Blockchain is a complex type of technology created by someone (or a group of people) with the pseudonym Sakatoshi Nakamoto. Originally created for the digital currency, Bitcoin, in 2008, because Blockchain allows digital information to be distributed but not copied, it has evolved into something much more. In fact, some are calling it a new type of Internet – one that could have huge implications for digital marketers.
To see why, firstly, we need to understand what Blockchain does. At its most basic, Blockchain is a digital ledger of economic transactions that can be used to record anything of value. The difference is, this ledger, or spreadsheet, if you like, is distributed across thousands of computers or ‘nodes’, and continually updated as transactions occur. Every node has an administrator, but, because the database isn’t stored in any single location, the records within are publicly accessible and verifiable. Significantly, it can’t be controlled by a single entity, hacked, or corrupted. Theoretically, it can’t fail and it is this resilience and transparency that gives the technology its potential.
Blockchain has already proven useful in finance, but it’s only now that its potential for marketers is really coming to light. Like any other industry, marketing involves contracts, data and payments and Blockchain can make all of this secure and transparent, but the inherent properties of Blockchain mean, that for marketing purposes, that could be just the tip of the iceberg.
Will Web 3.0 be powered by Blockchain?
In fact, many believe that Blockchain could be the driving force behind Web 3.0. Since it authenticates digital information, Blockchain could potentially revolutionise the recording, tracking and reporting all types of online data – all of which is critical for the purposes of marketing.
For peer-to-peer applications, it could certainly be useful for the growing sharing economy (the likes of AirBnB and Uber). OpenBazaar is already using Blockchain for a peer-to-peer form of eBay that eliminates transaction charges and many start-up companies are exploring how Blockchain can be used for creating secure, transparent contracts and product tracking. One company leading the way here is Ethereum, creators of an open software platform based on Blockchain technology that allows developers to build their own apps.
It’s early days, but if the technology is proven to work, then the ramifications (and applications) for marketers could be huge. BitTeaser, is a Danish ad network that already uses Blockchain to collect ad revenue in bitcoin instead of money – but that’s really just scraping the surface.
Huge potential for marketers
Perhaps the greatest asset that Blockchain will bring to the digital marketing arena is accountability: the technology can be used to verify ad delivery, record customer data and create iron-clad contracts with consumers and business partners. It can even give owners more control over digital copyright.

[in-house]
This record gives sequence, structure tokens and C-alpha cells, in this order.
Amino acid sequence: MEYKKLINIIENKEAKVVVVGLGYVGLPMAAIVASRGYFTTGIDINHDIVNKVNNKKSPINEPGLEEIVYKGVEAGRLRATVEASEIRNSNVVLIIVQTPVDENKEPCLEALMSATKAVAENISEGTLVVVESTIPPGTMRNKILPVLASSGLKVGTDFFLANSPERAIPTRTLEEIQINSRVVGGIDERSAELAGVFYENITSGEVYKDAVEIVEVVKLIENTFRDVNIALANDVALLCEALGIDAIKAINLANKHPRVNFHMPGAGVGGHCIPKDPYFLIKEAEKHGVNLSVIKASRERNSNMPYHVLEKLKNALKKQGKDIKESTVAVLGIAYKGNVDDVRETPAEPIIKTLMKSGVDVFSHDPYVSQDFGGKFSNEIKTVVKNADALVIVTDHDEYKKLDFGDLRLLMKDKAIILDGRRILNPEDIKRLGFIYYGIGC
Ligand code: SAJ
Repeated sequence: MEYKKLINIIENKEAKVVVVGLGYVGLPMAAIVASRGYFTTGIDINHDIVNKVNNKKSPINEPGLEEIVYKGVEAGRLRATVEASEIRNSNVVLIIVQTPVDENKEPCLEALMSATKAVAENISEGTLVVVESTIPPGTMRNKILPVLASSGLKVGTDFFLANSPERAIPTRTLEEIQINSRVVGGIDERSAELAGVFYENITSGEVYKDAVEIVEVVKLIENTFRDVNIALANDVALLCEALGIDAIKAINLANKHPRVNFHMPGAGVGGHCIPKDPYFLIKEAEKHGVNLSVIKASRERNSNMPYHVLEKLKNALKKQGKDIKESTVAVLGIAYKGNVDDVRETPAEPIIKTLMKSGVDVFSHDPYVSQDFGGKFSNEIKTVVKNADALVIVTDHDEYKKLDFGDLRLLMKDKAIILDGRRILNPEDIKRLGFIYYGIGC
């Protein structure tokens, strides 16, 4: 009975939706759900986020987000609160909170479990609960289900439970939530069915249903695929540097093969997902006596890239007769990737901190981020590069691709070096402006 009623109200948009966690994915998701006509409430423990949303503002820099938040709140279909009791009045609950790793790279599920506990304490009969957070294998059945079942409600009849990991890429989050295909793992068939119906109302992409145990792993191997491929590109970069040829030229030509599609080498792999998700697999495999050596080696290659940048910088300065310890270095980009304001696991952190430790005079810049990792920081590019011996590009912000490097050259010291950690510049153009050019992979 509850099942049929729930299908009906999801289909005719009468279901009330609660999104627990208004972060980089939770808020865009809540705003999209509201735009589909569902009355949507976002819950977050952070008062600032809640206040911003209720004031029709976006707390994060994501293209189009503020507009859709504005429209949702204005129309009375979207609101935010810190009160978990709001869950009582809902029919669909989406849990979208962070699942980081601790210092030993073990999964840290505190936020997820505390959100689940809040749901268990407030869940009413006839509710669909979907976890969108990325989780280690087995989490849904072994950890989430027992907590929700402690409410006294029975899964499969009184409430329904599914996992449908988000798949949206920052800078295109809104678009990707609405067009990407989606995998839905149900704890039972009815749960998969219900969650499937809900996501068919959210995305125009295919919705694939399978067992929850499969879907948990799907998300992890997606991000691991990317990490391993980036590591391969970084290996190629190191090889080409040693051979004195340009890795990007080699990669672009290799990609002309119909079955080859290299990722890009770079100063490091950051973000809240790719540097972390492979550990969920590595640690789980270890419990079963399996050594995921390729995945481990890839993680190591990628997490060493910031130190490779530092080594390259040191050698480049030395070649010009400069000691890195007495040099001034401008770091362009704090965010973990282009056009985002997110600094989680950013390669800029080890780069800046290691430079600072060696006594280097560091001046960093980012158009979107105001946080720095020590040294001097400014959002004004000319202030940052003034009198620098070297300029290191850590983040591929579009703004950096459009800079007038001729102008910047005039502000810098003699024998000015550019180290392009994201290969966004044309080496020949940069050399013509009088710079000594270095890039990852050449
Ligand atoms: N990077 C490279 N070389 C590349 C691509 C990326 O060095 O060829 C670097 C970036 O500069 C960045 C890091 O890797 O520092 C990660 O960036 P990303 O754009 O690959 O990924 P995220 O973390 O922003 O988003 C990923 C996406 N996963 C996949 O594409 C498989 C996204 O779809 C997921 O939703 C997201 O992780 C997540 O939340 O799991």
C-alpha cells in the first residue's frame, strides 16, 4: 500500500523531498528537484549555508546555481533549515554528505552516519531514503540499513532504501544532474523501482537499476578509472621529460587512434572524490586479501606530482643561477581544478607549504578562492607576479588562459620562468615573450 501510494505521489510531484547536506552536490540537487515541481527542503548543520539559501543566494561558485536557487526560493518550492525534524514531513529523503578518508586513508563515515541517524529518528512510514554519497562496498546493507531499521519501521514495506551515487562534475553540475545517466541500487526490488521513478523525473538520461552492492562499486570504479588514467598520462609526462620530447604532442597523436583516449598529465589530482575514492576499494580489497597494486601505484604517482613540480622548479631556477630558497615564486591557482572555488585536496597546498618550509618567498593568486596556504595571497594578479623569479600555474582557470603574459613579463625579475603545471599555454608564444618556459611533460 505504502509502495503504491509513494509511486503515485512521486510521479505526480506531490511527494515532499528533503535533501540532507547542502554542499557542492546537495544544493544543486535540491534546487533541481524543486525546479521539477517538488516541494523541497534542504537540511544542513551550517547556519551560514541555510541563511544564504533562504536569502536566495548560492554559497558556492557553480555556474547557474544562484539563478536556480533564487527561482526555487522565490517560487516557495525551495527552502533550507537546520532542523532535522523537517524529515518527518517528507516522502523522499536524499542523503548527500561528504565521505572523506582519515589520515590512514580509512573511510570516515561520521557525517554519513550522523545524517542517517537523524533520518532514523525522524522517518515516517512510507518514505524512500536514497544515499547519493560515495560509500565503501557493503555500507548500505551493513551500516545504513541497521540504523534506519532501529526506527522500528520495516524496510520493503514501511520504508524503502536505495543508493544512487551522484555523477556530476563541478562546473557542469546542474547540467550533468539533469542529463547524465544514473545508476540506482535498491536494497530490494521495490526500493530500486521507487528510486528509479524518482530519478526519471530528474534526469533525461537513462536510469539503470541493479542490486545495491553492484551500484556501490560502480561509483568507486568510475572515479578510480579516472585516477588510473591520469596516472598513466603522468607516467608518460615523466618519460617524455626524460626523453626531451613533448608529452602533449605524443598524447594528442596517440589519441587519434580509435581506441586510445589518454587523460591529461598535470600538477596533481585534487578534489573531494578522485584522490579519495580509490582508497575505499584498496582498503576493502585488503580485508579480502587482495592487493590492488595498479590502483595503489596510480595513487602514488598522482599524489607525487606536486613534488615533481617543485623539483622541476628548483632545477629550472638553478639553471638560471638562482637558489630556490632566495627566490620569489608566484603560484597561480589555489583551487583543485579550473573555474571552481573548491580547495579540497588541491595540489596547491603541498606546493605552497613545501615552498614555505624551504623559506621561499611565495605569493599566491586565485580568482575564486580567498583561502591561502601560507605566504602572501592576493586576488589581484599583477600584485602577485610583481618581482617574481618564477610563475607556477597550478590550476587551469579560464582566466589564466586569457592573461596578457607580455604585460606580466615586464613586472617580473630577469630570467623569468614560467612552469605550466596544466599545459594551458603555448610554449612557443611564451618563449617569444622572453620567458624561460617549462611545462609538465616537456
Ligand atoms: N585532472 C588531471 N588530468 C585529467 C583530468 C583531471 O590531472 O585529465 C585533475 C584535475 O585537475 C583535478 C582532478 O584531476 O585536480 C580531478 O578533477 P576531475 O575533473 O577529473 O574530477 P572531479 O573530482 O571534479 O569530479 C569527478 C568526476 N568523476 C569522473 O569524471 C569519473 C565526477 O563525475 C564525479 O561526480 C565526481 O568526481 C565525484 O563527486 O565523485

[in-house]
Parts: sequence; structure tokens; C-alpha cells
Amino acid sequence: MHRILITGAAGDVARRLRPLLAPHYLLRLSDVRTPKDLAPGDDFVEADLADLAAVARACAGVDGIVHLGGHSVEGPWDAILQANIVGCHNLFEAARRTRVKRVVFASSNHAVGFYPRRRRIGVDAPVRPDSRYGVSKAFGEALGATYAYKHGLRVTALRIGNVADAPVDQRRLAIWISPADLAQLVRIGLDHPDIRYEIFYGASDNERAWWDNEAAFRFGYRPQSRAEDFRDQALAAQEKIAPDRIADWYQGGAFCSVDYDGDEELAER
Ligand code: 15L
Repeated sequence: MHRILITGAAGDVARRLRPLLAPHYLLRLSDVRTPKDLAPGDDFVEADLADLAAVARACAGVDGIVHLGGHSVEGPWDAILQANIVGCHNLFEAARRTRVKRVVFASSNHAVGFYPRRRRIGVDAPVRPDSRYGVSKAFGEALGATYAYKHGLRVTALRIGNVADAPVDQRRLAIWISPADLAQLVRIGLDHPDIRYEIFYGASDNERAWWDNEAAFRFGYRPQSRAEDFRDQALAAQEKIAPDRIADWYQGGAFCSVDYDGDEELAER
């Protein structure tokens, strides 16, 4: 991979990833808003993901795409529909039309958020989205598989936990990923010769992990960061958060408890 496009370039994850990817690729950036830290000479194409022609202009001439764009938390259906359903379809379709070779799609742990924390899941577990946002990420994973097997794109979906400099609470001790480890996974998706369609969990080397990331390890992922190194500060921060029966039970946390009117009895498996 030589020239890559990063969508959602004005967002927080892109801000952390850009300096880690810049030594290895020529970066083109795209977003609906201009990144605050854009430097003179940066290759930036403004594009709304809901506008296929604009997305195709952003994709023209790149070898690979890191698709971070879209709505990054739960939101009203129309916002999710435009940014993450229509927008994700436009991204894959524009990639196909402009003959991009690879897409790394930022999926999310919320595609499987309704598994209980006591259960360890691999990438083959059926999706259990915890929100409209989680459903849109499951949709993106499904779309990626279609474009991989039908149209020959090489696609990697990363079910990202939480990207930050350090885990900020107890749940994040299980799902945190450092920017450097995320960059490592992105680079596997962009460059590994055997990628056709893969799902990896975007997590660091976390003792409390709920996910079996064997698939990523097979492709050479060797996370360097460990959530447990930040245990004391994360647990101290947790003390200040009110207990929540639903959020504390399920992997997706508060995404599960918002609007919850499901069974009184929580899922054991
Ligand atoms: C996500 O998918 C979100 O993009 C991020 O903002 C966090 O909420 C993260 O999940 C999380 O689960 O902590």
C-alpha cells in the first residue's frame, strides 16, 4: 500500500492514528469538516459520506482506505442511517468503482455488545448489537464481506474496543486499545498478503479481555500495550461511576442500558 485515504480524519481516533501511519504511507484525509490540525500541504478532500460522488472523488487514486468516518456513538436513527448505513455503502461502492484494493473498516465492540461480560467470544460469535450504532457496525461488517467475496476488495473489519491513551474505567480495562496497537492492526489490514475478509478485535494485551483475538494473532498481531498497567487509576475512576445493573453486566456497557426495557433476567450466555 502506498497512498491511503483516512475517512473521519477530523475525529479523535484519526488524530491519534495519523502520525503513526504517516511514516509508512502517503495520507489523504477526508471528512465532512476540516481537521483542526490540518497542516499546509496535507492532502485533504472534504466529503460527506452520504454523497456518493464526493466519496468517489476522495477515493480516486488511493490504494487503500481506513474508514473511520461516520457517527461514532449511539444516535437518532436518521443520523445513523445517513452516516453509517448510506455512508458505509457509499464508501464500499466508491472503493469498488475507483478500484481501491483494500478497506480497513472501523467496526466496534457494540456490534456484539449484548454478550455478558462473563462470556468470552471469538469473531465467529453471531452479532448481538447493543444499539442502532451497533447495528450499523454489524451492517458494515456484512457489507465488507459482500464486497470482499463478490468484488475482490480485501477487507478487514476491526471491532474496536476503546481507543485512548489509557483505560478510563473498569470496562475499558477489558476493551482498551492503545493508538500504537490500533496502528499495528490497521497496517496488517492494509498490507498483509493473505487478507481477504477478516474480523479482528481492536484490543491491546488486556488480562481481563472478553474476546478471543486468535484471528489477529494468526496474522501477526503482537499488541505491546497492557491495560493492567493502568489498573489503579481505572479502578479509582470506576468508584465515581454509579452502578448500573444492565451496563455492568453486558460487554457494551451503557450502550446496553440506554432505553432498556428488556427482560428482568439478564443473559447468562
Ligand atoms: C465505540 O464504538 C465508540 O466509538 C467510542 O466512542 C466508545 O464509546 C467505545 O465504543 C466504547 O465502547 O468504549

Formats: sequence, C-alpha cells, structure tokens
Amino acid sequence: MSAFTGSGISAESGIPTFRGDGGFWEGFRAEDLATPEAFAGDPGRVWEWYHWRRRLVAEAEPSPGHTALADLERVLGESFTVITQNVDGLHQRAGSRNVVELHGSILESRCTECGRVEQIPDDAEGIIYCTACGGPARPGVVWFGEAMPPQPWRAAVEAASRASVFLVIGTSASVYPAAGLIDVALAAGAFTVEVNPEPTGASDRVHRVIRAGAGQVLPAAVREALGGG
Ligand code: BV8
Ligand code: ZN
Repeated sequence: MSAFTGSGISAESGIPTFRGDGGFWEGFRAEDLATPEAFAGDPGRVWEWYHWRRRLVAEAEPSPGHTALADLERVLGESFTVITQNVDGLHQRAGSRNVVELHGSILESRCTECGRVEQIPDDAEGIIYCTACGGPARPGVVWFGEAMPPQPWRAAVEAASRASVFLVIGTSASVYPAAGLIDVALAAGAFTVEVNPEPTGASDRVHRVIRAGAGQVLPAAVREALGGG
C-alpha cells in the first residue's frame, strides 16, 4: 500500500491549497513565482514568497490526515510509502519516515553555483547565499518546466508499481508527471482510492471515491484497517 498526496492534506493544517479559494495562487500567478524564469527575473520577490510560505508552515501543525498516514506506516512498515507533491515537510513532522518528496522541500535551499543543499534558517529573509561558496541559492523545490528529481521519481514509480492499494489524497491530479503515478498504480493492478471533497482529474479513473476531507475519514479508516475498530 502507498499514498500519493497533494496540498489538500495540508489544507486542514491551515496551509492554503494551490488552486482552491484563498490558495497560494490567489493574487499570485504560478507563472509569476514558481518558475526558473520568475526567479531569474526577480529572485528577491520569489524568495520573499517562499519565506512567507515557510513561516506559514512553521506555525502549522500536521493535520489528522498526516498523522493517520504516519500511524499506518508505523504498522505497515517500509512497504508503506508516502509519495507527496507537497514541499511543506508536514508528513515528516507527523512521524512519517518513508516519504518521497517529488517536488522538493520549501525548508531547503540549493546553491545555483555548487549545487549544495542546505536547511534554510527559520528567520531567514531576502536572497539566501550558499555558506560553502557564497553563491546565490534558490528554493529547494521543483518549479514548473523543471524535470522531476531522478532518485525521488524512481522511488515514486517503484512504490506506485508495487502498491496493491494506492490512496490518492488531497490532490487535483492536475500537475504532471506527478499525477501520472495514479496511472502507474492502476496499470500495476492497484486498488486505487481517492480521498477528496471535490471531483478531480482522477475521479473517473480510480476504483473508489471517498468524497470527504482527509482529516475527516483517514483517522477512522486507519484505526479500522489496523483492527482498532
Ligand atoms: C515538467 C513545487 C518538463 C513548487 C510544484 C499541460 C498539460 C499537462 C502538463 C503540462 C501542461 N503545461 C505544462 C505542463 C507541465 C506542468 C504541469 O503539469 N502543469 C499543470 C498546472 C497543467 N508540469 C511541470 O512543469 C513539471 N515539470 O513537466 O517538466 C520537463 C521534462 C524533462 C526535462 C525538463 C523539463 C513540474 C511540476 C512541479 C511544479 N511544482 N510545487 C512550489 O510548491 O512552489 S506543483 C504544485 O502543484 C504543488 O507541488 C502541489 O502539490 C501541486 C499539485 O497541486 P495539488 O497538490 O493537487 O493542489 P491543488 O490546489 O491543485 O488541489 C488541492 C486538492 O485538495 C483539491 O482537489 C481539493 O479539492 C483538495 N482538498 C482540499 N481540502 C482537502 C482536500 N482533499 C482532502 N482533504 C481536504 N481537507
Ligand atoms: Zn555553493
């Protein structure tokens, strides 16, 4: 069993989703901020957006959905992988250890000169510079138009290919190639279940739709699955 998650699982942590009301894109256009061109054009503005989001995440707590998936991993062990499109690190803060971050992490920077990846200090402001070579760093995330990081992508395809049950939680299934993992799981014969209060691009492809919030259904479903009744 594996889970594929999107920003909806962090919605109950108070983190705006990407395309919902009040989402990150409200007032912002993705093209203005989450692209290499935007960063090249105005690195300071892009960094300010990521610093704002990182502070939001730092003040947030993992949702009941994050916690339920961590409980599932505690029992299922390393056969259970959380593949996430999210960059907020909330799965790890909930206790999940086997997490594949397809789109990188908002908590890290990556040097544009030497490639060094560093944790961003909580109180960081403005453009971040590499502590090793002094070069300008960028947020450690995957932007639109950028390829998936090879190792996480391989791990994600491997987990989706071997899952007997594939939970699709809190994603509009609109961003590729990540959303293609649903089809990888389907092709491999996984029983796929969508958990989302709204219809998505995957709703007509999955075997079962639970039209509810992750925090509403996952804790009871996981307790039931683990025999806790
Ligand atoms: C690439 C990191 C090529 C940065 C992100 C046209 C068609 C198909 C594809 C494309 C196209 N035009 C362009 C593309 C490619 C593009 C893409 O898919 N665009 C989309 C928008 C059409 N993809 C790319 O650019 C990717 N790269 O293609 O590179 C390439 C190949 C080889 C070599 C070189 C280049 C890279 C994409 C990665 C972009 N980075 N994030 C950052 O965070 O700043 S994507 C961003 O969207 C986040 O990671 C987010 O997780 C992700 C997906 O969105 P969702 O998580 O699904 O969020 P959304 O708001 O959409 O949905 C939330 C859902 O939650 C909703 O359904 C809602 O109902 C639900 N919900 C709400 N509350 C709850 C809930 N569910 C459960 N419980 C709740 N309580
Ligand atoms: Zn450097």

Indeed, it is already been used to tackled physical counterfeiting. Fashion designer BABYGHOST and digital solutions provider, VeChain, have teamed up to create a clothing range fitted with NFC-enabled computer chips. Not only does this validate authenticity of each garment, it also helps the brand connect and interact with consumers through the Blockchain technology.
Obviously, Blockchain can also be used generate tokens in a similar way to Bitcoin. These can help marketing campaigns in a number of ways, for instance, to reward customers and encourage loyalty. No doubt, we will see this use extended in identity-based ad targeting and CRM campaigns. Already, there is a Chrome plug-in called MetaMask, which enables an Ethereum app to run in the browser. This creates an ‘identity’ which is stored in the browser – a type of identity wallet – and one that can be used to track authenticated customers across a number of websites and accounts.
Be first off the Block
While the Internet is all about the rapid transfer of information, Blockchain offers something else – the rapid transfer of verifiable, incorruptible information and, for marketers, that means greater efficiency, improved accuracy and lower costs. Instead of all the what-ifs and guesstimates, marketers can now view data with confidence. With Blockchain, what you see is what you get. In fact, the day may not be too far away when Blockchain becomes the globally recognised reporting standard for digital advertising.
Right now, there is too much waste, too many intermediaries and too much uncertainty regarding data in the digital ad eco-system. Blockchain can eliminate this, while offering greater security, improved network resiliency and reduced transaction costs. And this are all the low hanging fruit. It’s what comes next that is most exciting!
Yet, to date, Blockchain hasn’t been widely adopted by marketers, probably because it’s perceived as complex. Not everyone understands it, but those that take the time to do so and invest capital in the new applications are the ones that will define the future of Blockchain in marketing and the ones who will benefit most.